Emily Thornberry said a Labour government in a hung Parliament would seek support from other "progressive" parties – daring those who rejected the invitation to explain to their voters "why we have a Tory government instead".
The gaffe-prone Shadow Foreign Secretary's comments appeared to clash with Mr Corbyn's own more cautious approach at the same event when he was asked how far he would go with coalition-building to stop Theresa May returning to Downing Street.
The Prime Minister has repeatedly warned that voting Labour on June 8 risks putting a "coalition of chaos" in charge, with hardleft Mr Corbyn as Prime Minister propped by the Scottish National Party and Lib Dems.
Ms Thornberry was supposedly just chairing a question and answer session for Mr Corbyn after his speech to adoring supporters in Basingstoke.
Emily Thornberry said Labour will call on other parties to keep the Tories out of power
The truth is, we are fighting to win and we are fighting to win with a majority
But she leapt to the microphone to deliver her own opinion after her boss answered a question about the prospect of working with other parties after the election.
An excitable Ms Thornberry declared: "The truth is, we are fighting to win and we are fighting to win with a majority.
"If we end up in a position where we are in a minority, we will go ahead and we will put forward a Queen's Speech and a Budget.
She said a Labour government in a hung Parliament would seek support from ‘progressive’ parties
"And if people want to vote for it, then good.
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"And if they don't want to vote for it, they are going to have to go back and speak to their constituents and explain to them why it is that we have a Tory government instead.
"If we are the largest party, we go ahead – no deals – with our manifesto, our Budget and our Queen's Speech. That's it. No deals."
Mr Corbyn had answered a journalist's question, in the light of opinion polls suggesting Labour gaining ground, about whether he would go so far as to ask Sinn Fein MPs for the first time ever to take their seats if that was the way to kick Mrs May out.
Mr Corbyn said he never commented on polls: "The only poll I'm interested in is the one next Thursday."
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But there was "something very interesting" happening. The "cynics" who assumed at the start of the campaign that "nothing can change" had been confounded as "thousands and thousands and thousands" of people had gone to help fund and campaign for Labour.
"More than two million people have registered to vote who haven't voted before, many are young people. There is a mood out there about wanting something different," he went on.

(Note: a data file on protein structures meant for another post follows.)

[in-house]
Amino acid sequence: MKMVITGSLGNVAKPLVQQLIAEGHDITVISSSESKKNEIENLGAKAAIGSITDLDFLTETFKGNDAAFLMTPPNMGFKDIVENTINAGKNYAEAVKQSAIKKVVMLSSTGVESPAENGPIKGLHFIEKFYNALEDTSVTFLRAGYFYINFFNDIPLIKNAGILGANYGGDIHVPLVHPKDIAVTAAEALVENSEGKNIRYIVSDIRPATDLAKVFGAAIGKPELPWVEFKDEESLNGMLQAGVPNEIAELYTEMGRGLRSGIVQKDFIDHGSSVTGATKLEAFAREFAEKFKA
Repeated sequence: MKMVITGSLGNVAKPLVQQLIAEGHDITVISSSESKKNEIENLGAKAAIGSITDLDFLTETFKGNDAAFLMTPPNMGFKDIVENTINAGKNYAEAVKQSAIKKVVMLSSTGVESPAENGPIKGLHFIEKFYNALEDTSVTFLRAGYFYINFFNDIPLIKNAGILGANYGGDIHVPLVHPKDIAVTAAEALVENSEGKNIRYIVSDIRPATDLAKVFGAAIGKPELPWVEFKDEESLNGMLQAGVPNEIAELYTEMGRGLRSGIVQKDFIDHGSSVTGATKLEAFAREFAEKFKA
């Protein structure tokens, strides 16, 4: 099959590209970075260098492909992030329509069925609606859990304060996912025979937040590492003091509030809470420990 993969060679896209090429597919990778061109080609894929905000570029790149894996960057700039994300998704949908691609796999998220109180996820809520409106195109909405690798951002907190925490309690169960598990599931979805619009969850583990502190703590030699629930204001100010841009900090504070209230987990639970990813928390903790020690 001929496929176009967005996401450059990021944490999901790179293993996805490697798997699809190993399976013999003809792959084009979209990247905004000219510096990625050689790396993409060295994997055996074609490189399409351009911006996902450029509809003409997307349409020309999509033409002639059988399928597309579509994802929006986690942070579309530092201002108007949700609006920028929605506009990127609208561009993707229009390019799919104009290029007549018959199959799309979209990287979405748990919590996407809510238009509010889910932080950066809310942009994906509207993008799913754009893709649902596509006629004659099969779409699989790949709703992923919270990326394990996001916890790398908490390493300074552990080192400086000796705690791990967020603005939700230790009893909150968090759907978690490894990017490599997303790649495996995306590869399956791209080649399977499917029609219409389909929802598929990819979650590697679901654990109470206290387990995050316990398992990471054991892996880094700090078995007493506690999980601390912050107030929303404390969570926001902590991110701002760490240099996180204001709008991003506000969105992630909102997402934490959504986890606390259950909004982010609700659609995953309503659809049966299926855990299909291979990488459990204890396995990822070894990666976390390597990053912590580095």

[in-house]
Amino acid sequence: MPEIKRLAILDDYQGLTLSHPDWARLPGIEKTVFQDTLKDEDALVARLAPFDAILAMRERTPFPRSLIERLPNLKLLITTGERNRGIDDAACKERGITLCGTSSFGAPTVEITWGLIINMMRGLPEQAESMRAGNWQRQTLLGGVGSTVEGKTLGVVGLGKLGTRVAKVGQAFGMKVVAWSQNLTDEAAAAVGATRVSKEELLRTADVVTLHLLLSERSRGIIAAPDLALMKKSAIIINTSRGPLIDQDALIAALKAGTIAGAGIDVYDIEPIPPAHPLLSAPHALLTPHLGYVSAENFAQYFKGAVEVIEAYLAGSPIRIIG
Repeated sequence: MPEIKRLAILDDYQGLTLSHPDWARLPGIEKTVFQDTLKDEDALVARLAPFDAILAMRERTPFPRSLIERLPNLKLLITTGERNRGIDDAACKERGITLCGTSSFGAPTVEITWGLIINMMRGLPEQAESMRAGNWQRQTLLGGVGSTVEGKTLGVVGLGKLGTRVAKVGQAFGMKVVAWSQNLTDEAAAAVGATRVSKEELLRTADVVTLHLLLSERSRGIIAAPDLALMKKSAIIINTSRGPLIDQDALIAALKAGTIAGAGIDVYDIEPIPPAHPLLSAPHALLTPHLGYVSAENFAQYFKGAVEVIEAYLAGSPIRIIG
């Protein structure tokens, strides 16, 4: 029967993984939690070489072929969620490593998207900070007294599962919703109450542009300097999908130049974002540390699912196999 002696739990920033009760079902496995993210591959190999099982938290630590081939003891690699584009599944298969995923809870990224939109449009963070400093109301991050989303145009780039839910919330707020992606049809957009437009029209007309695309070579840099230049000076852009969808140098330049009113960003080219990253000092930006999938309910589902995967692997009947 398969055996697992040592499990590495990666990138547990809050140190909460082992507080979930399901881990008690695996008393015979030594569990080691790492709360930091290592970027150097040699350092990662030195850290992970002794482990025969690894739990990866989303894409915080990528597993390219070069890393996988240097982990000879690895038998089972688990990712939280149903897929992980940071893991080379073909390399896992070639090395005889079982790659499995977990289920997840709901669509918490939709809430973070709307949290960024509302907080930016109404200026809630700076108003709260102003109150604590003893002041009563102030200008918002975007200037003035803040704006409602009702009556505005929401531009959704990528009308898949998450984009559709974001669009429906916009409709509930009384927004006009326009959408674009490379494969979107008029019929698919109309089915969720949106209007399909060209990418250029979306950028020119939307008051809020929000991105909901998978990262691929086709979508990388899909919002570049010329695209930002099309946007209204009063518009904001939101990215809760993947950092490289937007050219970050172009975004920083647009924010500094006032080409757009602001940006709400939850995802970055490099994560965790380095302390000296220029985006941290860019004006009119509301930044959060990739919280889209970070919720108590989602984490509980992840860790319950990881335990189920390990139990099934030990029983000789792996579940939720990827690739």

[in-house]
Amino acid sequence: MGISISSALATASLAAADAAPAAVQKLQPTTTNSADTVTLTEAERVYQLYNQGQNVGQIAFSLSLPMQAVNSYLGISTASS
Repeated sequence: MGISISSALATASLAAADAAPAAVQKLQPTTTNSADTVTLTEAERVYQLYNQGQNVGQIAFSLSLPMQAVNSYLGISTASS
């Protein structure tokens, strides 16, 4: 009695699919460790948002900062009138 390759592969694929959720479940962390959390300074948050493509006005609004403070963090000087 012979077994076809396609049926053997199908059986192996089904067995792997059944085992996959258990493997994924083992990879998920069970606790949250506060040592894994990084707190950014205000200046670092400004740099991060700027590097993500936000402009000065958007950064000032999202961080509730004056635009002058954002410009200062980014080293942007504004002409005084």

"And so we're fighting every constituency to form a Labour government.
"We're not doing deals, we're not doing coalitions, we're not doing any agreements.
"We are fighting to win this election on a manifesto that I'm very proud of because it will fundamentally transform our society."
Theresa May has warned that voting Labour on June 8 risks putting a ‘coalition of chaos’ in charge
After Ms Thornberry's surprise intervention, during which the Labour leader looked worried, Mr Corbyn was pressed again on whether he ruled out coalition if the election produces an inconclusive result.
He replied: "Let's be clear. We're fighting every constituency in this election. That is the Labour Party's message. We've got a manifesto, we've got a programme. We're fighting this election to win.
"If you want a Labour government, vote Labour. That's the best way of getting it.
"Emily and I are of the same mind on this, that we are determined to win the election."
Conservative Party chairman Sir Patrick McLoughlin said: "The truth is out: Jeremy Corbyn will invite the other parties to prop him up as Prime Minister if there is a hung Parliament on June 9.
The latest opinion polls have suggested Labour is gaining ground
"Brexit negotiations start 11 days after you vote but instead of focusing on those negotiations Corbyn would be busy haggling with Nicola Sturgeon and the Lib Dems. That will cause chaos.
"Only Theresa May has the right plan for Brexit – and will use the opportunities it brings to build a United Kingdom that is stronger, fairer and even more prosperous.
"If you don't think Corbyn, propped up by the SNP and Lib Dems, is up to being Prime Minister, negotiating Brexit, or keeping our economy strong and nation secure, there’s no safe way to vote Labour wherever you live."
Labour is acutely sensitive about claims it might do deals with other parties after former leader Ed Miliband's 2015 general election bid was fatally undermined by Tory warnings which proved toxic on the doorstep against making him PM "propped up" by the SNP.
In previous interviews Mr Corbyn has refused to rule out doing a deal with Nicola Sturgeon's SNP.